Saturday, March 28, 2009

Which Street Would You Close?

Since the city is installing a fast-tracked trial closure of half a block of 17th Street at Market, I can't help but wonder what other cut-off chunks of auto territory would benefit from being turned into mini-parks or pedestrian plazas.

Some folks in North Beach, including poet and City Lights bookstore owner Lawrence Ferlinghetti, want to turn a block of Vallejo Street into a pedestrian "piazza."

What do you think? Which section of street would you like to close?

In my neighborhood, I'd love to see the two blocks of Treat Avenue on either side of 16th Street become plazas or parks. The intersection of 16th, Harrison and Treat makes for two of the longest pedestrian crossings I've seen in SF, and devotes a massive amount of space to asphalt that hardly anybody ever drives on anyway.

That space could be converted into green space, which is sorely lacking in the neighborhood. If the city could purchase some of the adjacent parking lots, the park would have a respectable amount of space. Here's an arial view of what could be:

By closing all the gaps in the sidewalk created by Treat Ave, pedestrian safety is improved along 15th, 16th, 17th, and Harrison Streets, while still allowing bikes and pedestrians to cross through the park. The traffic patterns at the site currently prevent very many cars from using these two blocks, and the resulting empty expanse has blight ed the area and attracts prostitution.

Looking North from 16th Street

Challenges to the success of this idea include bringing more people to the area late at night, which would be necessary to prevent the park from becoming dangerous or overrun by prostitution. The surrounding blocks are mostly industrial or office buildings, so there is not a natural population in the area at night. There are, however, several residential developments within a two-block radius, and new development of some of the vacant or underused properties adjacent to the new park could brighten the neighborhood and potentially help pay for the park's construction.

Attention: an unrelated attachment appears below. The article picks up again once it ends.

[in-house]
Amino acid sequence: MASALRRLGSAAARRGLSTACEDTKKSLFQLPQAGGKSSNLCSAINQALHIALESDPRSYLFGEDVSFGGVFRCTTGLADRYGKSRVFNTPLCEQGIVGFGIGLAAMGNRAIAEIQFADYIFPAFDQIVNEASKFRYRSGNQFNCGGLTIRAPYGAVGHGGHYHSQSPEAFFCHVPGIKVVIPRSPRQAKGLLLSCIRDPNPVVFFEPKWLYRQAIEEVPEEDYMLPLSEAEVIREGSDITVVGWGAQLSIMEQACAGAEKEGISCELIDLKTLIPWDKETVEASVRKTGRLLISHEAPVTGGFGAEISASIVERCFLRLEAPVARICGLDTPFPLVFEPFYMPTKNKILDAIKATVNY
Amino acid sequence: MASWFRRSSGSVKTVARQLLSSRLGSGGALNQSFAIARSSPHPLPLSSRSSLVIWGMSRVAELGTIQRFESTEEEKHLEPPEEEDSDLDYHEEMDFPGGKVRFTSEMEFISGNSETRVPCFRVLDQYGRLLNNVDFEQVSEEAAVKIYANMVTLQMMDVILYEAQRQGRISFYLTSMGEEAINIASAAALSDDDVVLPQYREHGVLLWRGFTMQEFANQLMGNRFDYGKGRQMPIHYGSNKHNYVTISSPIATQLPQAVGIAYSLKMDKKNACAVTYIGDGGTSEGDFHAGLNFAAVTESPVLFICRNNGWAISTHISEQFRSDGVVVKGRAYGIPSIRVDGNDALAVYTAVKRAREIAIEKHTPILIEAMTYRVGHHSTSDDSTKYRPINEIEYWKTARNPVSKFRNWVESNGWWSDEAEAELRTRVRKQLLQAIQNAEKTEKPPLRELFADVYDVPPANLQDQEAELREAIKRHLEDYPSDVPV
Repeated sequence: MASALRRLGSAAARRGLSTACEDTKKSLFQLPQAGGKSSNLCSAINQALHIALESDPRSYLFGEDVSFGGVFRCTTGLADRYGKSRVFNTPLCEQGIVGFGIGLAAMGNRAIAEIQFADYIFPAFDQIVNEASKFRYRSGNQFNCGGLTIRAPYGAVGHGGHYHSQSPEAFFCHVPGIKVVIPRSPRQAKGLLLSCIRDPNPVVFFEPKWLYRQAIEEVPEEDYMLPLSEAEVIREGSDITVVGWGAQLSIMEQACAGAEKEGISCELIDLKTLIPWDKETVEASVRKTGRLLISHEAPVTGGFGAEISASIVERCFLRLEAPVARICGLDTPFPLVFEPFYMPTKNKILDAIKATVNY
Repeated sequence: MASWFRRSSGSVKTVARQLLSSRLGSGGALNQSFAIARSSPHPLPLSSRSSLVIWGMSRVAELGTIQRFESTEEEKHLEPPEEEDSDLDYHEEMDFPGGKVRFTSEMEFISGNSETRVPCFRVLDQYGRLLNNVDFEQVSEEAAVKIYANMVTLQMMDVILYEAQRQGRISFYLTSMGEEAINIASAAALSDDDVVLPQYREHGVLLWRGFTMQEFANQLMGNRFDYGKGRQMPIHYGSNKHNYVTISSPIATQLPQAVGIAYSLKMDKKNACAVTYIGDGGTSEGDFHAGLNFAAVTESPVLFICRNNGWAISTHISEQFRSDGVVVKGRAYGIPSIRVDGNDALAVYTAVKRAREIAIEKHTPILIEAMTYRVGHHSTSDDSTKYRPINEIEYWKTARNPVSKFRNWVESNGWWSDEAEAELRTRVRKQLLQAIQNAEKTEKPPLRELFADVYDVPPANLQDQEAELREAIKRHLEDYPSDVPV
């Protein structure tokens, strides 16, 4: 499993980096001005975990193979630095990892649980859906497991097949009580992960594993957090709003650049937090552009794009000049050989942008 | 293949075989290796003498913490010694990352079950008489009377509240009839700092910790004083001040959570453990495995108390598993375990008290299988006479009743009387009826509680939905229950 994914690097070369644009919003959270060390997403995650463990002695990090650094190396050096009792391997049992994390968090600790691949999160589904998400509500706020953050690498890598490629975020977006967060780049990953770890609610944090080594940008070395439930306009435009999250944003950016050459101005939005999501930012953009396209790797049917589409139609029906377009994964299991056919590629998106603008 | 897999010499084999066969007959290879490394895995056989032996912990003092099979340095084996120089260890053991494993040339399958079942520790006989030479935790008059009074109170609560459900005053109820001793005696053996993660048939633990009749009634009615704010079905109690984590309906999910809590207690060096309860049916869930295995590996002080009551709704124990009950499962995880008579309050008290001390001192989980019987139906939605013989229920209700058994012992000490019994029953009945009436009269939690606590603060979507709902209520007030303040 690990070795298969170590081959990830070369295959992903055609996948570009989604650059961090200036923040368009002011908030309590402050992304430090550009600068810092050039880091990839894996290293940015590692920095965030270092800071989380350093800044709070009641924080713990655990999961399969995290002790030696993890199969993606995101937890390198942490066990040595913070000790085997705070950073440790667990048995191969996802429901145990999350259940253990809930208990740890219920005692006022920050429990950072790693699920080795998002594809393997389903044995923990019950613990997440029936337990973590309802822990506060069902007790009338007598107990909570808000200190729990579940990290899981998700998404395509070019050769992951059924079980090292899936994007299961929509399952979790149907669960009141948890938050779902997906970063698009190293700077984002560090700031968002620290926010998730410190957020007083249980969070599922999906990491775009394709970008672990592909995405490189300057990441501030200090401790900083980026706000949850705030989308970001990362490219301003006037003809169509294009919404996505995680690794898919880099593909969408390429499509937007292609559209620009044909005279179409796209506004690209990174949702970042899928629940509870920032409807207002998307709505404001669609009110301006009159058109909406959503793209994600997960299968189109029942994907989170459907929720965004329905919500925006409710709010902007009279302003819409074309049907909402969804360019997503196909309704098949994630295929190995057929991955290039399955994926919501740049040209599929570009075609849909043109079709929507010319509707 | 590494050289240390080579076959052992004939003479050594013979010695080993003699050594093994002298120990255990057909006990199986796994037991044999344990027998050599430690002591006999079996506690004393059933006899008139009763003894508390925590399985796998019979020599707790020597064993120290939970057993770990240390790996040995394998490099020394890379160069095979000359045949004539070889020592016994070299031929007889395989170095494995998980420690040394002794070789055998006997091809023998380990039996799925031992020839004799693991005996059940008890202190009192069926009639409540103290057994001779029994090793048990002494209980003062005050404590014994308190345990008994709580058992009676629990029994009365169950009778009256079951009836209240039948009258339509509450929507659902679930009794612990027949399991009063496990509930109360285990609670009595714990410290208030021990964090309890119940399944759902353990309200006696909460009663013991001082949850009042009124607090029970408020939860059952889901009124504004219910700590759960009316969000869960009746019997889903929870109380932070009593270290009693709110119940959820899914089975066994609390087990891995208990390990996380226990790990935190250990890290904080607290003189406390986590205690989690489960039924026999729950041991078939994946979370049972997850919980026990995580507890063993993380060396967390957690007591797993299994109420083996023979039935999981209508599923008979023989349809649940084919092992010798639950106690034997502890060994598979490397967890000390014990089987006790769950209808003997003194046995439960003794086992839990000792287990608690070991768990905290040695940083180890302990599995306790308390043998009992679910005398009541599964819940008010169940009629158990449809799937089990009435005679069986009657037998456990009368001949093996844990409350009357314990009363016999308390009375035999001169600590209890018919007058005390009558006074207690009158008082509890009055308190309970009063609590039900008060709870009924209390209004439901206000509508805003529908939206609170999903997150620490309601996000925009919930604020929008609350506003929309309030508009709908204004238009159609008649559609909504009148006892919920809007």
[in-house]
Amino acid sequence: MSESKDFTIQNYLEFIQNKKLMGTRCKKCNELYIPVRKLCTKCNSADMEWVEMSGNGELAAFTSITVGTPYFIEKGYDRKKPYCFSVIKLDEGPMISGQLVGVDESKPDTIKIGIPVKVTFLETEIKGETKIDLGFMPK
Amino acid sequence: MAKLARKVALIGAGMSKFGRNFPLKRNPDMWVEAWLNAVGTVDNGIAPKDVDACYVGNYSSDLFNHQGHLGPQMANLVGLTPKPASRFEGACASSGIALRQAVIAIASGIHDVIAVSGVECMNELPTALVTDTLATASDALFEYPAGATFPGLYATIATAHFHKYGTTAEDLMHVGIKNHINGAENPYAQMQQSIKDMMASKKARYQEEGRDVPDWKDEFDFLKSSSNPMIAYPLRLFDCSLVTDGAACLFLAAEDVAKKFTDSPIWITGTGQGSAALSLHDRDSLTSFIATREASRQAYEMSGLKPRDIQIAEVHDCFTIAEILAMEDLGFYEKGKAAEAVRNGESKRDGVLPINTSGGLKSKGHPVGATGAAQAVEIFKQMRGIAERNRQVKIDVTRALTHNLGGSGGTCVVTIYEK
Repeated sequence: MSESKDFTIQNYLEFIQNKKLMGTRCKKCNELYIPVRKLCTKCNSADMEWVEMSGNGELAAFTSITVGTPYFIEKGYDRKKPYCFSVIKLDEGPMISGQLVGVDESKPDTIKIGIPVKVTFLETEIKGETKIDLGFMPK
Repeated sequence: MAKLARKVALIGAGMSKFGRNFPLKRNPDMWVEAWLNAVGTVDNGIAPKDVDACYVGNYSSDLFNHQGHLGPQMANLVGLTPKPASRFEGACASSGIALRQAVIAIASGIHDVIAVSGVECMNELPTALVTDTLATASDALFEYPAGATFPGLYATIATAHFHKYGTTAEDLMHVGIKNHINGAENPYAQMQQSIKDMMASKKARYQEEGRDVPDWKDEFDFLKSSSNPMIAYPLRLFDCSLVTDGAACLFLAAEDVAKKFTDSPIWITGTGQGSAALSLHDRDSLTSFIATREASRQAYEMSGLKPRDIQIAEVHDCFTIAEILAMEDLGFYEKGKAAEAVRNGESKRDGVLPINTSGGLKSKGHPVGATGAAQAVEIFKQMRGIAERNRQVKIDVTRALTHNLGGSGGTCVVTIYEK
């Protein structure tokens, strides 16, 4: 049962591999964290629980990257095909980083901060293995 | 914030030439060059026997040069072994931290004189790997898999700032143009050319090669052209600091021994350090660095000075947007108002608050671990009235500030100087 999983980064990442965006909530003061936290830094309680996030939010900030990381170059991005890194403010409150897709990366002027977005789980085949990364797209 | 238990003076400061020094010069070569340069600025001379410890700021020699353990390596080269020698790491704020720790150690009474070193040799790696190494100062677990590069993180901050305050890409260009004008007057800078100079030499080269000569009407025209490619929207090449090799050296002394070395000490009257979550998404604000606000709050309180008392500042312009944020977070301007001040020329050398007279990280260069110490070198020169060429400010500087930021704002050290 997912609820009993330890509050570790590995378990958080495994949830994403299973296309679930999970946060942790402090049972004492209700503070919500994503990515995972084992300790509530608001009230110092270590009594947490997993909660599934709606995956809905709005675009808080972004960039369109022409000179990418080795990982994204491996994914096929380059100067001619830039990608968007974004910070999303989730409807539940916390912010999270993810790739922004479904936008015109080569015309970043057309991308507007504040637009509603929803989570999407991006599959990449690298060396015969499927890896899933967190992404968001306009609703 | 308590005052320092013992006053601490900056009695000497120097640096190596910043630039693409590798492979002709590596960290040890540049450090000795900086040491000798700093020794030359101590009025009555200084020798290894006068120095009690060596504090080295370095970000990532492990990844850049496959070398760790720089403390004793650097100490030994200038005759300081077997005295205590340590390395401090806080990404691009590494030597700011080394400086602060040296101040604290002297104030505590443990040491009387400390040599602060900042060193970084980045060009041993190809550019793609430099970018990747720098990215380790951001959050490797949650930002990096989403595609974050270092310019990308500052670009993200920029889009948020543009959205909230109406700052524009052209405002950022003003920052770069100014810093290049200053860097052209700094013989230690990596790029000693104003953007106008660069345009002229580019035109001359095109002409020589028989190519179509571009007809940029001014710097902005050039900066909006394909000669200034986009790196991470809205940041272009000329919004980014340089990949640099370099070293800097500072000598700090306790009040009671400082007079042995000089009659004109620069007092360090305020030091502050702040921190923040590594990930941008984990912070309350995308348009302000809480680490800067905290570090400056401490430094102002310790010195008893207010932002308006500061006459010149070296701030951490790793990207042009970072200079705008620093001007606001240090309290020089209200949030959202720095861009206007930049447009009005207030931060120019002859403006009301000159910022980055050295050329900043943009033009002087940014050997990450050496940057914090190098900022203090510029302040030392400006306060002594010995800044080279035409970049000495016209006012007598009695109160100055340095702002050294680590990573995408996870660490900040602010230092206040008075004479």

Looking South from 16th Street

In addition, there are a few garage doors on the Southern block and one on the Northern. These driveways are rarely used, however, and cooperation of those propety owners is not out of the question.

The creation of a Treat Avenue park or plaza would take underused asphalt away from cars and allow the neighborhood to enjoy it. Space, especially green space, is sorely needed for the residents of the Northeast Mission. In addition to providing more high-quality public space, the park would improve pedestrian safety at this busy intersection. The challenges that need to be resolved are dwarfed by the benefit this park would provide, and the city should seriously begin studying how to make this a reality.

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